We are here to encourage the development of gifted young singers and to stimulate the growth of New York City's invaluable chamber opera companies. But we will not neglect the Metropolitan Opera either. Get ready for bouquets and brickbats.
Tuesday, June 5, 2012
EUGENE ONEGIN TWO WAYS
Running into several of our opera-loving colleagues last night at the ballet pleased us; one can enjoy a good story well told whether it is told by voice or by movement. And how those ABT dancers can move! There is no point debating the superiority of opera or ballet. We love them both.
It doesn't hurt that the story is by Pushkin who told it as a novella in verse form; it is operatic in its drama and irony. Tatiana, the shy young country mouse was superbly interpreted by the gorgeous ballerina Diana Vishneva, she of the luminous looks, the lavish legs, the graceful line, the flexible back, the fine feet. Onegin, the arrogant aristocrat, the city mouse who is oh so terribly bored in the country and oh so disdainful of Tatiana's girlish crush was just as superbly interpreted by Marcelo Gomes with his movie star looks and long lean legs. Tatiana, we GET it! We couldn't resist either.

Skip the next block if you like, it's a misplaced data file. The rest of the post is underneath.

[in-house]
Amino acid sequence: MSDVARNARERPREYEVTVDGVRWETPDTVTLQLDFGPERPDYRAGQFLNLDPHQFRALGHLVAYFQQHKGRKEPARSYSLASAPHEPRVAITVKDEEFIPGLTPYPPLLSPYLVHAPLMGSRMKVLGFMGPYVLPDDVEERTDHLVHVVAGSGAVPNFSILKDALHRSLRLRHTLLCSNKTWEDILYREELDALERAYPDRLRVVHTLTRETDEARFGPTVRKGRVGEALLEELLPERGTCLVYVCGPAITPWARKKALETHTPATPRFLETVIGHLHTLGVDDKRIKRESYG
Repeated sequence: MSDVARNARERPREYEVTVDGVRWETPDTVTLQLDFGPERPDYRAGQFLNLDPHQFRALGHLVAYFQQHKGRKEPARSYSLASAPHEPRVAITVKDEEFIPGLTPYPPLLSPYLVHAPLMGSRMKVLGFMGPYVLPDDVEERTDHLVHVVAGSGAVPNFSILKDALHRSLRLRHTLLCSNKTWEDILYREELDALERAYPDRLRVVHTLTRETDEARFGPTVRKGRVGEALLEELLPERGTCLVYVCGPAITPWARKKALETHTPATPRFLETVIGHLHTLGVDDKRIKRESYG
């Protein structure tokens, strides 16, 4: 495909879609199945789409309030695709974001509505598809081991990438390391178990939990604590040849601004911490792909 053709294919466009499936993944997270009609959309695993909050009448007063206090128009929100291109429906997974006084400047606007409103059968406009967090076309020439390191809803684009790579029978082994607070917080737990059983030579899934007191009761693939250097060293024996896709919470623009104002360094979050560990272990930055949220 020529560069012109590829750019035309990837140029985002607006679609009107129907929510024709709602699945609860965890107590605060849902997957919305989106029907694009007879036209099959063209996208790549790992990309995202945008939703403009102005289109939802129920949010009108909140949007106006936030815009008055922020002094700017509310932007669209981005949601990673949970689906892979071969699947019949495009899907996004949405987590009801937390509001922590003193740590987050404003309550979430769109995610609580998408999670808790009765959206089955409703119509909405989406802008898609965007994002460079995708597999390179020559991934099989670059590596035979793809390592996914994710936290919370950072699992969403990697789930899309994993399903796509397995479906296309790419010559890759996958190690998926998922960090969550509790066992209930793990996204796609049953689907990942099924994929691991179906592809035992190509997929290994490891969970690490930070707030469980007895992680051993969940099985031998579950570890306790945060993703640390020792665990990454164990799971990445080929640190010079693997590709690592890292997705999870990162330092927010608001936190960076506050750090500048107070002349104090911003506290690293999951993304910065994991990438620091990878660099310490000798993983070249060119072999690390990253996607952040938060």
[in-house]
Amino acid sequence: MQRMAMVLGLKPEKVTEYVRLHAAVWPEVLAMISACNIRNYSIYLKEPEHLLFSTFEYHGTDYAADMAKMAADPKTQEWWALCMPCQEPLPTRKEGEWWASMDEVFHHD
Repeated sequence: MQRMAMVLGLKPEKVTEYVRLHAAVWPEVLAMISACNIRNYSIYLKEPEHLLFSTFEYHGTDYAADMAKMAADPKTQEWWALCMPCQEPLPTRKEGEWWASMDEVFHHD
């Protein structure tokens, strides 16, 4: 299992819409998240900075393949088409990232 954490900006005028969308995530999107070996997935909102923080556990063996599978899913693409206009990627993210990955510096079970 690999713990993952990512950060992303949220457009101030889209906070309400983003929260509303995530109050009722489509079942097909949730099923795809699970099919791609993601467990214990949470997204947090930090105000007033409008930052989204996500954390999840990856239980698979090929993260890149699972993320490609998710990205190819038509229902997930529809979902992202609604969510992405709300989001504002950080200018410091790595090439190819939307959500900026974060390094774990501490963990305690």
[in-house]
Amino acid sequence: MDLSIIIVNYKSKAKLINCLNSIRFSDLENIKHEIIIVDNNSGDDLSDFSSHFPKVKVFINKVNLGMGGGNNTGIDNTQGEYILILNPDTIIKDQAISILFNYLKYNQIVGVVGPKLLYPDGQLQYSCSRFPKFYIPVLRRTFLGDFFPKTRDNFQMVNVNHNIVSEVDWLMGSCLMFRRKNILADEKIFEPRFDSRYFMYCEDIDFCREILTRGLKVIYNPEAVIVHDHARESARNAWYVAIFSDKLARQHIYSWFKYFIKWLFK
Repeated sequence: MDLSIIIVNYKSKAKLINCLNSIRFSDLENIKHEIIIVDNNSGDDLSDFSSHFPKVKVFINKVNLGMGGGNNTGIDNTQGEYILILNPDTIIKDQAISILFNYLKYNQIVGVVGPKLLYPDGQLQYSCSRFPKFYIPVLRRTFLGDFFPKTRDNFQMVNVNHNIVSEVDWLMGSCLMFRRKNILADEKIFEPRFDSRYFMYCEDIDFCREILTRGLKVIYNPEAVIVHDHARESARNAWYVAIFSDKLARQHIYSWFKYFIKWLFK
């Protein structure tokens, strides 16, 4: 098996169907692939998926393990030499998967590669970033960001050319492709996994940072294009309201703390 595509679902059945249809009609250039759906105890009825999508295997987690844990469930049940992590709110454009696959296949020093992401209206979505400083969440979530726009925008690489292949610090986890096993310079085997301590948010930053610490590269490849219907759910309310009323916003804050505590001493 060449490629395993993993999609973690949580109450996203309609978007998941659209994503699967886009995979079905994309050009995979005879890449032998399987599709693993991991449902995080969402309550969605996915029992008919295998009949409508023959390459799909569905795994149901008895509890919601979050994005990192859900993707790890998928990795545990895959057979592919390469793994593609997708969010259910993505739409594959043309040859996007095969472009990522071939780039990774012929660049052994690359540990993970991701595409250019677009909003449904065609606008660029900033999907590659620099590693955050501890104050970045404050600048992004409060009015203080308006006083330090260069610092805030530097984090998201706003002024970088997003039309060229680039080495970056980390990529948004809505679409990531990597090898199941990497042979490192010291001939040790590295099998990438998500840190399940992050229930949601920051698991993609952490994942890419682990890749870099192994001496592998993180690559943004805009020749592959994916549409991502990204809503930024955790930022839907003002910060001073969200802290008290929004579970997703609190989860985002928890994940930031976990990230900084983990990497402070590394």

Sister Olga the vivacious one, betrothed to Lensky, was charmingly danced by the adorable Natalia Osipova who manages to capture the hearts of everyone, including the audience. Lensky was danced by Jared Matthews and before the duel took place one couldn't help hearing "Kuda Kuda" in one's head. There was a heart-stopping moment in Act I when the corps de ballet crossed the stage in couples with huge leaps; how delighted we were when the action was repeated in the other direction.
The music by Tchaikovsky seems to be a pastiche and mostly does not remind one of the opera; Ormsby Wilkins conducted. With all due respect to this new production with sets and costumes by Santo Loquasto, we cherish our memories of the original production and give the most credit to the late choreographer John Cranko. Several decades after his untimely death, we still feel a terrible sense of loss. Whatever the critics have to say about "story ballets", the public loves them and we consider ourselves among them. Other than Kenneth MacMillan's Romeo and Juliet, no one has produced much of lasting value in recent years. Boris Eifman's works strike us as lurid, with sensationalism substituting for drama.